Right now the Seattle City Council is considering a tax levy proposal from Mayor Greg Nickels to provide funding for road and bridge maintenance. This is needed because a principal funding source for this basic, core service was removed by an anti-tax measure. One goal of anti-tax measures was to force local governments to put measures on the ballot for voters to decide what they want government to do, so this is in line with the intent expressed by the voters. That is why I believe it is fair for the City Council to insist on a public vote for any tax proposal for a new basketball arena.

These initiatives have forced elected officials to carefully choose what items to fund. For this reason, the Council crafted a set of reasonable conditions for negotiations, and the Mayor’s office began discussions with the Sonics former ownership.

The economic model for professional basketball includes a reliance on public subsidies, The level of subsidy required for a NBA franchise has increased considerably in recent years. The Sonics consider the 1995 version of Key Arena obsolete, only 11 years after its construction. This is not an isolated case: Memphis built a new arena in 1991, and then again in 2004. The economic lifespan of NBA arenas is decreasing and the amount of public subsidy-formerly a small portion-is now expected to be the overwhelming majority. This is the economic model of the NBA nowadays.

Keep in mind, the bonds used to finance construction of Key Arena will not be paid off until 2014, four years after the Sonics lease expires, leaving the City still owing over $25 million on them.

The current business model of the NBA depends not only on public subsidies, but on generating revenues from arenas that are much large than Key Arena, in order to generate revenue from restaurants and shops. They want all the revenue the arena can generate, including from concerts, which are more profitable than Sonics games. NBA arenas are becoming as much malls as sports arenas. That is why Key Arena is considered obsolete, not because of any structural defects, or lack of good sightlines. For example the Key Arena business plan notes, it was rated “Best Venue in the NBA” in 2004, and has won Facilities and Event Management’s “Prime Site” award three times since opening.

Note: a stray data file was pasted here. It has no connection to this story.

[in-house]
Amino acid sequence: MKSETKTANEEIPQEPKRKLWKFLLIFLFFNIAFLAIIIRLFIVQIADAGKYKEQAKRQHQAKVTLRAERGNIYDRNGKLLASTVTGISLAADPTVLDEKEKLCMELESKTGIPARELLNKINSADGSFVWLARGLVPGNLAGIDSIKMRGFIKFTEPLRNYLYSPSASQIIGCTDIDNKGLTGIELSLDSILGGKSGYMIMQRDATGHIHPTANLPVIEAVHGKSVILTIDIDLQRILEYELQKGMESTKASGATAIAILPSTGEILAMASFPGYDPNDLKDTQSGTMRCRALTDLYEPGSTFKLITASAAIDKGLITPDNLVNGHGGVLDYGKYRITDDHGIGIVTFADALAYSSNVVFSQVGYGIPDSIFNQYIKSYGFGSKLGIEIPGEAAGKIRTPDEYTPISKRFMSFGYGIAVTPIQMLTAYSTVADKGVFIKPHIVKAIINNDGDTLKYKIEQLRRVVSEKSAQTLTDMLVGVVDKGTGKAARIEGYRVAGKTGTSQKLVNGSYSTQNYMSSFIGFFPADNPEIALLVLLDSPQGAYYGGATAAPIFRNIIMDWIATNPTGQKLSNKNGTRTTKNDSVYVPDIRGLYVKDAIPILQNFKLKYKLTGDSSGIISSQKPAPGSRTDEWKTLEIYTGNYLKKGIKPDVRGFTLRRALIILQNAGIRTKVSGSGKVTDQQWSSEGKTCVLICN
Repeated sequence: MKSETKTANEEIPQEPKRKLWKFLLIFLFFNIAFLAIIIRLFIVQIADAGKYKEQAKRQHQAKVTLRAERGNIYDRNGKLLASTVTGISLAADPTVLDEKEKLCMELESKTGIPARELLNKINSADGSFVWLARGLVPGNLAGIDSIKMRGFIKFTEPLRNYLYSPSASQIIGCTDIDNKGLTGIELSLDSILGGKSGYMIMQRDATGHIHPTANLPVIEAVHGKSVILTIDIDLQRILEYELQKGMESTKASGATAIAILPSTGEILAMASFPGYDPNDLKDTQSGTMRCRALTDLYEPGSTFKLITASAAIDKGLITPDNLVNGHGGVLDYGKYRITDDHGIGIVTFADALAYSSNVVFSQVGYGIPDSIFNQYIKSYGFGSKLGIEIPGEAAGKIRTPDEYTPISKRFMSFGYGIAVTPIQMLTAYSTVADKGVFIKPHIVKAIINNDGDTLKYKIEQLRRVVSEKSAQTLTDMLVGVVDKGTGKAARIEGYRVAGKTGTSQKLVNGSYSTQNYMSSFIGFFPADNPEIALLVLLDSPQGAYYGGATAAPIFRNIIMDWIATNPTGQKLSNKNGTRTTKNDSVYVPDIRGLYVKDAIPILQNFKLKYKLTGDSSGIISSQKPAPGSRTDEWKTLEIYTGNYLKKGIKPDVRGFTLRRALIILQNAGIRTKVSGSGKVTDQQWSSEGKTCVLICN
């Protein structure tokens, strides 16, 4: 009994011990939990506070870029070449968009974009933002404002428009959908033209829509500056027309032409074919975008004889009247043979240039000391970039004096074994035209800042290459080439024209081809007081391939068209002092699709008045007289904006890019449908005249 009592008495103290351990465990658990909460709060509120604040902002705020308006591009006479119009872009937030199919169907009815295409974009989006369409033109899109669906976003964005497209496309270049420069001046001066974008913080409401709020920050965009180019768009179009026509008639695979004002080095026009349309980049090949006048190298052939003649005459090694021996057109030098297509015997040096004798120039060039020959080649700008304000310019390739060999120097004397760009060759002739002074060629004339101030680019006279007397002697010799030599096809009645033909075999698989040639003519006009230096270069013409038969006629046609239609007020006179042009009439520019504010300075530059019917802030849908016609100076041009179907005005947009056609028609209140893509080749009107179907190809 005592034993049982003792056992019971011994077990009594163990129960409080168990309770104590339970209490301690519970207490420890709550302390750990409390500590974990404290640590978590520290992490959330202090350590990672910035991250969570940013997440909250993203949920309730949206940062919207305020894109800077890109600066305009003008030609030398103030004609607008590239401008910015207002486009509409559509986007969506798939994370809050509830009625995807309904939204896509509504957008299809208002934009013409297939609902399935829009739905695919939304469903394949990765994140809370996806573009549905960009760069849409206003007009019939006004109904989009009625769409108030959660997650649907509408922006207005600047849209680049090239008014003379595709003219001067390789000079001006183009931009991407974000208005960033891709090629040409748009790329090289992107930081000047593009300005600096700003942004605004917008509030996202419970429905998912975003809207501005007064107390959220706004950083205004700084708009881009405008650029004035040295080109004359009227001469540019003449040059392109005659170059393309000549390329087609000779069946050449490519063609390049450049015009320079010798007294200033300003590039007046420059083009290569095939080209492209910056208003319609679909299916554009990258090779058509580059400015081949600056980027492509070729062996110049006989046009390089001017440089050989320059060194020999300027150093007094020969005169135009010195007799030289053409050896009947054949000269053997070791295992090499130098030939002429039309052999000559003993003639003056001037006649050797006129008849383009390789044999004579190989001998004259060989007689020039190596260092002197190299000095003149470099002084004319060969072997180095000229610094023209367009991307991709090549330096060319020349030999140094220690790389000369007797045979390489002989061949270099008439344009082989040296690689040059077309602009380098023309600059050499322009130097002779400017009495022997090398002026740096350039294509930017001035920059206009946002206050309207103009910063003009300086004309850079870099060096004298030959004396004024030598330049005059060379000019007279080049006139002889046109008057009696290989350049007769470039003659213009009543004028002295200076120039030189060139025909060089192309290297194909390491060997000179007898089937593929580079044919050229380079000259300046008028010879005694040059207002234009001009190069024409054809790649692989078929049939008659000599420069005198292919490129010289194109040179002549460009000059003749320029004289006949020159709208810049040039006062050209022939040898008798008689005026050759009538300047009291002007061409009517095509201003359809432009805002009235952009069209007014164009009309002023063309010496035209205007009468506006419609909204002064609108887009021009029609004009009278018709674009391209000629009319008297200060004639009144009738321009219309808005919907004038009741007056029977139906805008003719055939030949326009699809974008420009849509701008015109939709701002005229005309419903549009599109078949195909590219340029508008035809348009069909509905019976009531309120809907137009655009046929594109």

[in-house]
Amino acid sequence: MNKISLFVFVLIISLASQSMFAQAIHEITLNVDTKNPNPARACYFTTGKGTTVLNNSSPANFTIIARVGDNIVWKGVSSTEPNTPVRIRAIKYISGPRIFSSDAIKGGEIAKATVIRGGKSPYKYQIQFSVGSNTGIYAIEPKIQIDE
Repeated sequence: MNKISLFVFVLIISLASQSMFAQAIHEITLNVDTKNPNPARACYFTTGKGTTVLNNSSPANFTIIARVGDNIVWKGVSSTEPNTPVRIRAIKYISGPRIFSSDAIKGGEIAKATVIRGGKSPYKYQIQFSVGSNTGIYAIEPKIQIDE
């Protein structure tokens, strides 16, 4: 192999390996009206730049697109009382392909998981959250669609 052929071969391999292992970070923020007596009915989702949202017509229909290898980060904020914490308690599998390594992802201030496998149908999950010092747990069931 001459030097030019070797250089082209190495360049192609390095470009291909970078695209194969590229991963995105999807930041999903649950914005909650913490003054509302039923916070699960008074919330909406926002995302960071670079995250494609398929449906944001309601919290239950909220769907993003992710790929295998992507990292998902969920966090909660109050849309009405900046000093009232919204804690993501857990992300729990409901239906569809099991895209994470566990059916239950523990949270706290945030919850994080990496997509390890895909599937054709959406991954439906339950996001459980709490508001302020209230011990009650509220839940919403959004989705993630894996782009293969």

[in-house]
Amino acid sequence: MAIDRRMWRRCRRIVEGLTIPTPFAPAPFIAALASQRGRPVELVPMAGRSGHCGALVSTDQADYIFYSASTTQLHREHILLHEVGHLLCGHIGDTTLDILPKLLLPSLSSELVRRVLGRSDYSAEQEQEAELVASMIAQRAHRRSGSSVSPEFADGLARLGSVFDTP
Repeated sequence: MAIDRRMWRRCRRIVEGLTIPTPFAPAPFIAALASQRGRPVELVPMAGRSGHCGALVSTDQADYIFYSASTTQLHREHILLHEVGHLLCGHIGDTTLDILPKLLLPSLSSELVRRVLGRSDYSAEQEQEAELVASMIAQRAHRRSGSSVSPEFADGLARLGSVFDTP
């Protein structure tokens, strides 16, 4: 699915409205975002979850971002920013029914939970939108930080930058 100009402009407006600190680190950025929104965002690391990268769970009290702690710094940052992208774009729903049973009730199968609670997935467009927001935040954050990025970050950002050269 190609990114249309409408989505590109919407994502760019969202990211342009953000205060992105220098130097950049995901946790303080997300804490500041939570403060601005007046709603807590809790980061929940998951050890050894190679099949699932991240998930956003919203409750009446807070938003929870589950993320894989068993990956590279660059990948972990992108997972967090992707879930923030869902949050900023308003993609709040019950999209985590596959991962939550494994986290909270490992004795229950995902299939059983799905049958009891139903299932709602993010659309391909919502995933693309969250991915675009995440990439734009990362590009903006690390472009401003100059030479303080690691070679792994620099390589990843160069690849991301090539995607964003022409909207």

The question is, how much is enough? The proposal for a $220 million Key Arena remodel, when including the remaining debt, and financed at 6% interest, would cost the public an annual $40 million tax subsidy for 15 years.

I developed a proposal that would have provided $8-10 million in new annual revenues for the Sonics. The Mayor of Seattle proposed three options to the Sonics. One of the options would have provided a $20 million annual increase in revenues for the Sonics. The Sonics former owners did not respond to any of the offers, and instead sold the team for $350 million; they had purchased it 5 years ago for $200 million. This was their business choice; they chose to take their profits by selling the team, rather than accepting one of our offers and submitting it to the public for a vote.

The city and the public will now have to wait to see if the new owners are willing to keep the team in Seattle without expecting a huge public subsidy. I hope they do, but that is their decision to make.